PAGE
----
China Sent Nuclear Missile Attack Submarine to Disputed Islands, Japan Says

A foreign submarine spotted cruising through waters around disputed islands in the East China Sea last week was actually a Chinese nuclear missile attack submarine, Japan said on Monday.

Itsunori Onodera, Japan's defense minister, told reporters that the unidentified submarine was "China's Shang-Class nuclear-powered attack submarine," a vessel that is able to carry several long-range cruise missiles and torpedoes.

"Nuclear-powered submarines can also cruise for long hours and it is more difficult to detect them because they dive deep," Onodera said. "We have serious concerns as the submarine's underwater passing through our country's contiguous waters is an act that unilaterally increases tension."

A Chinese navy submarine leaves Qingdao Port on April 22, 2009, in Qingdao of Shandong Province, China. Last week, Japan spotted a Chinese warship and nuclear attack submarine around the waters by the disputed East China Sea. Getty

The contiguous zone is a band of water that sits beyond the 12-nautical-mile territorial waters that surround a country. It can extend up to 24 nautical miles from the outer edge of the territorial sea from the baseline.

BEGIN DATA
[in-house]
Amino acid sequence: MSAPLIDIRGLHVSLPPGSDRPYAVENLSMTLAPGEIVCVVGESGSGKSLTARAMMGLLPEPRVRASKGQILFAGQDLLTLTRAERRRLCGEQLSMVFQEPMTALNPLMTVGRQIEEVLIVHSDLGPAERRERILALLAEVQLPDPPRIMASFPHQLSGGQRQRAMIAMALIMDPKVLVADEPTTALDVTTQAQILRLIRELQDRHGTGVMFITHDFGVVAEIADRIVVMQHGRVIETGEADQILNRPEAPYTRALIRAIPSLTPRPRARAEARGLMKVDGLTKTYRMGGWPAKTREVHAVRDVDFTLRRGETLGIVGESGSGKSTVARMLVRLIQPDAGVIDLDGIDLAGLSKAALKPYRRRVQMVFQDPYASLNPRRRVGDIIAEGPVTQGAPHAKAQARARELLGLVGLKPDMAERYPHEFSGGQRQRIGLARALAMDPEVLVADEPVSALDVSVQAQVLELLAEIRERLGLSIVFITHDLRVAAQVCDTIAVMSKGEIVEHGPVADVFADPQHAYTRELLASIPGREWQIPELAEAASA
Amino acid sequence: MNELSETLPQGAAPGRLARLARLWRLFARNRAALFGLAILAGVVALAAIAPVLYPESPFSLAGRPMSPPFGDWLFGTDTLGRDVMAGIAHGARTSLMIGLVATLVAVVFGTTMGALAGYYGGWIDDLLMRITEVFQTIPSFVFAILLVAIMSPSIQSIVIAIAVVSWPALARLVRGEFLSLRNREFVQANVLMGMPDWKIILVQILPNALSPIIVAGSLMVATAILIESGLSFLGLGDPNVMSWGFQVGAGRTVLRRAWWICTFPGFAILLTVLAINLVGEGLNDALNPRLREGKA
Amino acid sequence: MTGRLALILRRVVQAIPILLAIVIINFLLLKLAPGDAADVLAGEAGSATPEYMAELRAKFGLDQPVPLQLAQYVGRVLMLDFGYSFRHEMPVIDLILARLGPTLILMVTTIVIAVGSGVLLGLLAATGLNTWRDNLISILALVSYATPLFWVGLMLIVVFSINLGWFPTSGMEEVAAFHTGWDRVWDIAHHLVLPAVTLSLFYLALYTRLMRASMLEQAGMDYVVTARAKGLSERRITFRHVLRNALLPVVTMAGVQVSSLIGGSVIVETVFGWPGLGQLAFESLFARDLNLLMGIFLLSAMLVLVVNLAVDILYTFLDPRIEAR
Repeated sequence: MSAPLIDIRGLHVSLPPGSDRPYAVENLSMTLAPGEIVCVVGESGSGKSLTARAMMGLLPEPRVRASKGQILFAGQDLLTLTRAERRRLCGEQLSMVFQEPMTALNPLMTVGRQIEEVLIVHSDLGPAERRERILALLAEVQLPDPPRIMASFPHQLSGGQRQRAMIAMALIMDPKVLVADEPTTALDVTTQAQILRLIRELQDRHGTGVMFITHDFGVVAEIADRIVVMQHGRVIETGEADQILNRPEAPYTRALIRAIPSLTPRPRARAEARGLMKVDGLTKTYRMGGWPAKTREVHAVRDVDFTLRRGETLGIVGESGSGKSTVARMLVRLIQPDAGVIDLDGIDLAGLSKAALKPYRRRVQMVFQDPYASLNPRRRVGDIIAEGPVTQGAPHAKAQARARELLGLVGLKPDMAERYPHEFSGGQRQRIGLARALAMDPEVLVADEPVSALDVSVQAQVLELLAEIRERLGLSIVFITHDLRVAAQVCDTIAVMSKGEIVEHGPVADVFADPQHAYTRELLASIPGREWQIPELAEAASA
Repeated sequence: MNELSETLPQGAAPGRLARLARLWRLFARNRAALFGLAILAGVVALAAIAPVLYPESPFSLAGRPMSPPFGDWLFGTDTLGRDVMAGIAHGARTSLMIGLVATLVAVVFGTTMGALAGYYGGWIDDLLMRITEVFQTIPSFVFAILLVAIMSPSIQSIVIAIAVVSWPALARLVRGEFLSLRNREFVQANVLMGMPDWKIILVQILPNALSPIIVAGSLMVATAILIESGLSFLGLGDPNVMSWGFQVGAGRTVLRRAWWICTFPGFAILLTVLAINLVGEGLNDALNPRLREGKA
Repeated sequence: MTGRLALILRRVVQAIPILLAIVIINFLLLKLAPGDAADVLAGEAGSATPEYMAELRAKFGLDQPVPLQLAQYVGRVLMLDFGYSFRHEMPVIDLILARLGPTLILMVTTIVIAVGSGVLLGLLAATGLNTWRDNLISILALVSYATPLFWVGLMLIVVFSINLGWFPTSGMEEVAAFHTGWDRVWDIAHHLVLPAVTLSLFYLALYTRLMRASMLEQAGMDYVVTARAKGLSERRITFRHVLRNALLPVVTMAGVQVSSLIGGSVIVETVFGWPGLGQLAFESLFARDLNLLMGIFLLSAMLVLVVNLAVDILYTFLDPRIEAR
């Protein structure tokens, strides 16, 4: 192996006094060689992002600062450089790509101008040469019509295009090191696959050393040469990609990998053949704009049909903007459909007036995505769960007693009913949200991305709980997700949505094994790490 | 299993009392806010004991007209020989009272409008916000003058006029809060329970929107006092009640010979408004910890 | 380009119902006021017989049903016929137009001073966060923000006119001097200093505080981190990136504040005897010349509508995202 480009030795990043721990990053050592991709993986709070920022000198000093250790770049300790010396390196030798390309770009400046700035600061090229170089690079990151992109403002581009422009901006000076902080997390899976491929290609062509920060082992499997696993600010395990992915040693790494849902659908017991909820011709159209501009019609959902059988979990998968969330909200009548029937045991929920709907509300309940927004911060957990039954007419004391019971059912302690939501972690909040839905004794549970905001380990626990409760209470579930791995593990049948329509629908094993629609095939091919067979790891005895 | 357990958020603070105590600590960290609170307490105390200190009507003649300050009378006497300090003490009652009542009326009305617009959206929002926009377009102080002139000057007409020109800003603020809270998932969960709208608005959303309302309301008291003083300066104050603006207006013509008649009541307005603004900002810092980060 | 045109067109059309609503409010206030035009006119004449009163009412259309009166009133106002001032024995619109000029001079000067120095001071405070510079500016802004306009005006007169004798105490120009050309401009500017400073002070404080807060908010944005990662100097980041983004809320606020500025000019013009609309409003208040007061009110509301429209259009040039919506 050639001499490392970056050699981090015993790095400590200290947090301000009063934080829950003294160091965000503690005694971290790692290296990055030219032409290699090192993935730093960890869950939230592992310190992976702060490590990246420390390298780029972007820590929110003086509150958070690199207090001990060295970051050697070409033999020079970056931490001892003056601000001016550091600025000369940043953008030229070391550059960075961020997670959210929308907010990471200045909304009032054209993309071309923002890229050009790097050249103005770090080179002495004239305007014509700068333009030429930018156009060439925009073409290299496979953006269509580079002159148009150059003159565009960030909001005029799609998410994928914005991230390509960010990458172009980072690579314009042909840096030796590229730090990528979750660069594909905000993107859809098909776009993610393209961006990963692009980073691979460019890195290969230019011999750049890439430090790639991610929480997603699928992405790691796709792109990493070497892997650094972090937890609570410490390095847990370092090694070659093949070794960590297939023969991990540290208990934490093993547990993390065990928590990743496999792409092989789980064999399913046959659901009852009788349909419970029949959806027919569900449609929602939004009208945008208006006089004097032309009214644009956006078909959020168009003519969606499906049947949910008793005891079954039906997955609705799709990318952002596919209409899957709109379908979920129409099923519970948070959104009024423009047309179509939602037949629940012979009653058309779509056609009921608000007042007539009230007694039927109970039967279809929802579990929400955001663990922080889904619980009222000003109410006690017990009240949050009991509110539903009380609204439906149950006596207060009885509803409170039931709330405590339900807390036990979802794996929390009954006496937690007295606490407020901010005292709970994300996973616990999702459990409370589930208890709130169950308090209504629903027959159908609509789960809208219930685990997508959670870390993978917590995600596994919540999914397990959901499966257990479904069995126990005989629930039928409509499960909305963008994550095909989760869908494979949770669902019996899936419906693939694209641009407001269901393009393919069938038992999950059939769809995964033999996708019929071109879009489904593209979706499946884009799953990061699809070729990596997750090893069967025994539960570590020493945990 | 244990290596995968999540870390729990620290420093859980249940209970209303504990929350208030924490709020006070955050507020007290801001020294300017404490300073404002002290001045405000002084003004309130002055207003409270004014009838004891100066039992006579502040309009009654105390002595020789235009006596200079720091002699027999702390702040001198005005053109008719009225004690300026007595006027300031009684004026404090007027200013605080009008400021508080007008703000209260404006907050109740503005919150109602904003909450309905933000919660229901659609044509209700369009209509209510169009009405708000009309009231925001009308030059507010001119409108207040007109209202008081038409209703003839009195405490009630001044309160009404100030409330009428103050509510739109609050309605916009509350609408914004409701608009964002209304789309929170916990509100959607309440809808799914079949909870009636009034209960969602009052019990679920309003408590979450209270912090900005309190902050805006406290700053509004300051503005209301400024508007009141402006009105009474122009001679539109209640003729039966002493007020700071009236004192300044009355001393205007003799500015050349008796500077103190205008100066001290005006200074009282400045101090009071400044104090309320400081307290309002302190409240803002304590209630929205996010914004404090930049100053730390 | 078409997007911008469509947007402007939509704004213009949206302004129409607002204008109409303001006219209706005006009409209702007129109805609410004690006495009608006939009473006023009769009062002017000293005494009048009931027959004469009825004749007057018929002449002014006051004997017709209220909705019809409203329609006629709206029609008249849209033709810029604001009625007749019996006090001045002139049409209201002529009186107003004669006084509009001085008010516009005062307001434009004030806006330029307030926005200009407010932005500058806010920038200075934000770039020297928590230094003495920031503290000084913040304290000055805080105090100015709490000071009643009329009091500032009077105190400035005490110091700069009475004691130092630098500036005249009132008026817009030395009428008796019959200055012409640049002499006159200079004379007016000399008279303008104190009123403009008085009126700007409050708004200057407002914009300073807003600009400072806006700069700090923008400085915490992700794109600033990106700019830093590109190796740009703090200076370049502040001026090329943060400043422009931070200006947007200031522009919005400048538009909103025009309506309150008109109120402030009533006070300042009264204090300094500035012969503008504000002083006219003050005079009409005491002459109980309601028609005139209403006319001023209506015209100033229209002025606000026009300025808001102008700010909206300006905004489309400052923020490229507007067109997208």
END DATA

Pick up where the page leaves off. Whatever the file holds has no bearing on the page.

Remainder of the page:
The 360-foot-long Shang-class submarine can carry torpedoes and ship-to-ship missiles with a maximum firing range of around 25 miles, reported the South China Morning Post.

Onodera's statement came on the same day China announced it had sent three coastguard vessels to conduct patrols around the water around the disputed islands. However, Beijing has not yet confirmed or denied Tokyo's claims that it sent an attack sub.

Last Thursday, Japan warned Beijing against taking any actions that will damage bilateral ties, after a Chinese military warship and a foreign submarine were seen near disputed islands in the East China Sea.

"We want to strongly urge China not to do anything to interfere with improving bilateral ties," Japan's Chief Cabinet Secretary Yoshihide Suga said in a news conference Thursday.

The 4,000-ton Jiangkai-II class frigate was spotted that day at around 11 a.m. sailing near the contested waters, known as the Senkaku in Japan and Diaoyu in China, according to the South China Morning Post. The Chinese ship did not enter Japanese territorial waters.

According to Japan's Defense Ministry, a foreign submarine—which has now been identified as the Shang-class nuclear attack submarine—was also detected in the same area last Wednesday as well as on Thursday. By Thursday afternoon, both vessels had vacated the area and have not been seen since.

In a news conference on Thursday, Lu Kang, China's foreign ministry spokesperson, declared that the islands were a part of Beijing's territory and warned Japan to stop complicating the issue, reported NHK World.